The US Food and Drug Agency (FDA) has warned that MMS causes ‘serious harm’ to health.
The Times health writer Katharine Child notes that the US Justice Department describes the solution, chlorine dioxide, as an “industrial chemical used as a pesticide (and) in fracking and waste-water treatment.” And, the report says, a US court recently sentenced Louis Daniel Smith to 51 months in jail for selling the product as a medicine. It is the first known jail sentence linked to the product, which is promoted globally as a cure for autism and a range of diseases including cancer and Aids.
Earlier this year a BBC London undercover investigation exposed a self-styled ‘reverend’, Leon Edwards, who sold sodium chlorite and hydrochloric acid to a reporter posing as the relation of an autistic child. Combined, the chemicals form bleach. Edwards was linked to the Genesis II Church, an American organisation which describes itself as a ‘non-religious church of health and healing’.
This is purportedly achieved through the used of so-called “Miracle Mineral Solution” (MMS), a bleach which is produced by mixing the two chemicals. The Genesis II Church claims its treatment can remove HIV, cancer, Alzheimer’s disease and malaria, among other ailments. MMS was removed from the shelves by SA pharmacy chain Dis-Chem in 2010, following warnings by the US Food and Drug Agency.
The BBC also exposed a secret conference where MMS was promoted. Delegates were told to meet at a certain location before being driven to the venue, where they would be instructed in preparing doses of MMS to be consumed orally and taken via enemas.
Through his website, Edwards sold the researcher the one bottle of liquid labelled as 22.4% sodium chlorite and a second labelled as 4% hydrochloric acid. An independent laboratory, they were found to be 57% and 45% stronger than the advertised concentration respectively.
The report says local website BioSil.co.za sells the product and Cape Town-based autism organisation Reach Autism SA provides training in its use. It says two parents contacted believed the liquid cleansed the body of pathogens or germs. A former assistant at a school for the autistic claims she was forced to administer the solution to two pupils. Parents who saw their children vomiting or in pain believed the treatment was “getting rid of the autism-inducing parasites”.
South African Health Department spokesperson Joe Maila said: “Autism is a complex neurological condition. Parents who give autism patients bleach as a cure are only taking advantage of their vulnerabilities.” Cape Town doctor Louise Lindenberg is quoted in the report as saying: “I know of children who have been harmed by Miracle Mineral Solution. One of the children I had seen before landed in hospital with diarrhoea, weight loss, dehydration and metabolic disturbances.” She said some of the children had produced abnormal blood test results.
Biosil owner Yvonne Blossom refused to comment, the report says. Reach Autism SA, run by Jenny Buckle – several of whose children are autistic – provides training about the product to other parents. She began giving it to her children after attending a course in the US in 2013. She said they had made miraculous improvements. Ms Buckle is also the consulting expert on the Health24 autism forum.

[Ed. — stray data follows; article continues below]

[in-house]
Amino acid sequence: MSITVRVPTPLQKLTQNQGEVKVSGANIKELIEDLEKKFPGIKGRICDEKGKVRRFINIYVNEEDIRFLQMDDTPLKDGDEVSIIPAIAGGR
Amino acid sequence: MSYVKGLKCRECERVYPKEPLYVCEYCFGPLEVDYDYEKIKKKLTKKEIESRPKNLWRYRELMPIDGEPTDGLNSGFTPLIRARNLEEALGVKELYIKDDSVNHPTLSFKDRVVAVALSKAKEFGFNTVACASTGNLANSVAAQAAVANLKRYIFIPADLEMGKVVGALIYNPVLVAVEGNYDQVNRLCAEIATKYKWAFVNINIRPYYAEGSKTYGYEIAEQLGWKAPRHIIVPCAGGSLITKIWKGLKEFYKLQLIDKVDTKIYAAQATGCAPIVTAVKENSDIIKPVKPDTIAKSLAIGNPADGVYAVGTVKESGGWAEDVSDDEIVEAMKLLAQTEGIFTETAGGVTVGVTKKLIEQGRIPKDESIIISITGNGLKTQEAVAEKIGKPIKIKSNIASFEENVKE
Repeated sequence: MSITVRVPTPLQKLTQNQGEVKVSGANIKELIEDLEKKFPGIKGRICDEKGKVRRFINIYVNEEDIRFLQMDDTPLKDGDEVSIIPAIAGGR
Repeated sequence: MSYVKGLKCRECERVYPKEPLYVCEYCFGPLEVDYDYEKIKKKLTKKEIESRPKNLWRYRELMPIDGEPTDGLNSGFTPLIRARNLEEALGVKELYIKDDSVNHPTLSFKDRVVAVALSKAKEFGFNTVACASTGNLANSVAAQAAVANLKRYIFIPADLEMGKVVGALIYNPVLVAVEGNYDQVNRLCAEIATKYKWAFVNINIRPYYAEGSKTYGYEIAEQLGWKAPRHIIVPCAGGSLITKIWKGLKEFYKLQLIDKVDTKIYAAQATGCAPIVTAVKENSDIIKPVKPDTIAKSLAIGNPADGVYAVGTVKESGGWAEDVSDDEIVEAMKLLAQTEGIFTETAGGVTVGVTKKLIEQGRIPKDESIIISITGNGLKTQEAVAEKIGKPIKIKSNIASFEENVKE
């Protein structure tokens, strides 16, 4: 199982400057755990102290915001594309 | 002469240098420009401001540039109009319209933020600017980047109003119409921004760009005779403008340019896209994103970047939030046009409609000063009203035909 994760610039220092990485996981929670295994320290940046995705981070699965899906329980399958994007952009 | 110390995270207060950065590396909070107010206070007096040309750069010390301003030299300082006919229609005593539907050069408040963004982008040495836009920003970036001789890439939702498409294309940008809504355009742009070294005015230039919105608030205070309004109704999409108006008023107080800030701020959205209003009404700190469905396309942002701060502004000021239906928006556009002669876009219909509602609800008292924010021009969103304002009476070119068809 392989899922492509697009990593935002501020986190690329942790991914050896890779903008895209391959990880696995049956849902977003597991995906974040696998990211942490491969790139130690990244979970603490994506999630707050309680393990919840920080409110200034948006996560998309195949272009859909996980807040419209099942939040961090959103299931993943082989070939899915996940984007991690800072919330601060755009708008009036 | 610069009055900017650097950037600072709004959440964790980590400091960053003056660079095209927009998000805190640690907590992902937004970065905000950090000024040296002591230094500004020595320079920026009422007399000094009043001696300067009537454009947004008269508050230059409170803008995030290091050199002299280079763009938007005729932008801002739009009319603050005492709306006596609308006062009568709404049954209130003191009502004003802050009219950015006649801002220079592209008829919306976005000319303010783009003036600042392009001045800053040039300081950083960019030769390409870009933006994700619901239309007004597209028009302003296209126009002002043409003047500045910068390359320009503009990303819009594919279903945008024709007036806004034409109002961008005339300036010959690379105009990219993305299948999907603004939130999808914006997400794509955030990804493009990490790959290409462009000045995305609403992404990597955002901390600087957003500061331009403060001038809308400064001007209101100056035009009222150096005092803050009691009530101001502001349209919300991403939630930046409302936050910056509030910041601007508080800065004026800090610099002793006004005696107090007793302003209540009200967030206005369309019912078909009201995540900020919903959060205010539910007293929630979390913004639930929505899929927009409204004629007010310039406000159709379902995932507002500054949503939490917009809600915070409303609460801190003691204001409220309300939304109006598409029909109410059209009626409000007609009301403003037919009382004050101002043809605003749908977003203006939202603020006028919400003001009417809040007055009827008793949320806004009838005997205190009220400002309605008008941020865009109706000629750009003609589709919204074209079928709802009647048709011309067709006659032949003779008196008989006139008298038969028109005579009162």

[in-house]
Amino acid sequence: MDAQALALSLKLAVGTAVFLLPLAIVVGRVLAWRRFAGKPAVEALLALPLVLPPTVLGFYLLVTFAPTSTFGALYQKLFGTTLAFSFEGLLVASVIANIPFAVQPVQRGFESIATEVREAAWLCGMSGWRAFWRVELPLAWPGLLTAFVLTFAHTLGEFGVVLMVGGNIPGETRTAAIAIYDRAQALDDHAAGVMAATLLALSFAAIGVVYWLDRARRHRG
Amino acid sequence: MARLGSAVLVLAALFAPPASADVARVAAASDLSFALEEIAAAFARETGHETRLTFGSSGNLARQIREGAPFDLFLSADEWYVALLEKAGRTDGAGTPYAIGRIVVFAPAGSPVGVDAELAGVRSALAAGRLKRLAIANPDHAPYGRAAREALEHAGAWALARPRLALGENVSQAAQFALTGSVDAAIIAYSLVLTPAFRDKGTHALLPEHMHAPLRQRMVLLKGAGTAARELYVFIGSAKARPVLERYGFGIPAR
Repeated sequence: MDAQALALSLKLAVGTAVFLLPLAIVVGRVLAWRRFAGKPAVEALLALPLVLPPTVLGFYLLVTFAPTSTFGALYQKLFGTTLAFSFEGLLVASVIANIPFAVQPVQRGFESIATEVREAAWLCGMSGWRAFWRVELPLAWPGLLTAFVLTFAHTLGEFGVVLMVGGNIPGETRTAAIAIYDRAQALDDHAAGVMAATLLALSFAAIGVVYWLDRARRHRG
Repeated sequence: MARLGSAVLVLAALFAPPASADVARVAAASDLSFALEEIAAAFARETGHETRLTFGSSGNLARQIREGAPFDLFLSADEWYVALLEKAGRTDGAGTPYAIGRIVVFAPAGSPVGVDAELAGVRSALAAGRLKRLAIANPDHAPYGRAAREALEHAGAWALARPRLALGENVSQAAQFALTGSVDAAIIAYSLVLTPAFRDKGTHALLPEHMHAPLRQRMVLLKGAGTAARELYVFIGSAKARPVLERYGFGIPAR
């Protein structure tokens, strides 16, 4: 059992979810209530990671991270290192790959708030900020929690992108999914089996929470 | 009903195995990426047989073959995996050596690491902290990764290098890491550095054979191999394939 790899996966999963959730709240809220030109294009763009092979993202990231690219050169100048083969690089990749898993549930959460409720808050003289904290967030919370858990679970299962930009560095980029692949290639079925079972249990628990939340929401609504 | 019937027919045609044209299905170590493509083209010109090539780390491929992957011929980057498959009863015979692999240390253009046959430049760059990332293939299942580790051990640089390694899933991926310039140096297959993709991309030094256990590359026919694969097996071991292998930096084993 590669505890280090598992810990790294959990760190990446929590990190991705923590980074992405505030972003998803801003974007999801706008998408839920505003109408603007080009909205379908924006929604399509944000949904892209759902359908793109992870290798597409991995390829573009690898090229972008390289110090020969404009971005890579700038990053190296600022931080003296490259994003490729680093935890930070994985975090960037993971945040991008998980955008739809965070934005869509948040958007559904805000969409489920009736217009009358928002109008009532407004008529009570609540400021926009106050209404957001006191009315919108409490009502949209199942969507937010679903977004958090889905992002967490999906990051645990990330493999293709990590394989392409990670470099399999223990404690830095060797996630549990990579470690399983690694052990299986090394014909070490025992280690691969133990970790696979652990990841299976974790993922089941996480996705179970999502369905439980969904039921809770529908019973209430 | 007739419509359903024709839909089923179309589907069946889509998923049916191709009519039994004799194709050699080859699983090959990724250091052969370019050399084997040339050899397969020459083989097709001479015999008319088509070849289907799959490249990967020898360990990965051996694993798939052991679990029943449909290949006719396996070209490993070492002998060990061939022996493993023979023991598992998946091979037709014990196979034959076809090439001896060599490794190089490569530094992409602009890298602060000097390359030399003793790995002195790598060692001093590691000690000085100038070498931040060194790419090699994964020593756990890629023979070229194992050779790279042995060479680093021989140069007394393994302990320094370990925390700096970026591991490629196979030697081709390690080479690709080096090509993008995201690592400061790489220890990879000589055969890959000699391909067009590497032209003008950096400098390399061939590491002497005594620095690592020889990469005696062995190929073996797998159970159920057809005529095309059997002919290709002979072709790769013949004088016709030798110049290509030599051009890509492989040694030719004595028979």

Consumer activist and doctor Harris Steinman said selling an industrial solvent as a medicine was illegal. As defined in the Medicines Act, Miracle Mineral Solution was not a natural product or a registered medicine and it was therefore illegal to use it on children. But Buckle said: “My children are the happiest you will ever meet after this product. “It is chlorine dioxide, not chlorine. There is science behind it,” she said. “Maybe the product needs to be managed in some way. It should not be given without great care.”
The BBC report quotes Carol Povey, of the National Autistic Society, as saying: “No evidence of any kind exists to support the preposterous claims made for MMS as an intervention for autism.
“It is shocking that dubious companies continue to promote potentially very harmful products like these.
“Autism is a complex neurological condition, without a cure.”
An organiser of the Genesis II Church conference described MMS as a “sacrament” that was “no different than the bread and wine given during a church service”.
The spokeswoman continued: “The so-called side effects are far less than [in] drugs sold by pharmaceutical companies.
“We are not selling any products during the church services. We simply conduct our services and share our news and protocols.
“Table salt is dangerous if taken too much [sic].”
Fiona O’Leary, a mother of two autistic children, is a leading campaigner against MMS. She warned: “This has been offered as a cure for autism in 60 countries.
“What worries me is people normalising this treatment – it does not even warrant the word treatment, autism is not a ‘disease’ that you can ‘cure’ with bleach.
“We need legislation so that people offering it are always prosecuted, but we don’t see the authorities addressing this issue.”
She added: “The suffering children are going through is shocking – it’s child abuse.”
In Canada, the product was banned after someone nearly died after using it in 2008. A Mexican woman who used the product for malaria prevention died in 2009. It is sold online in Australia, the report says.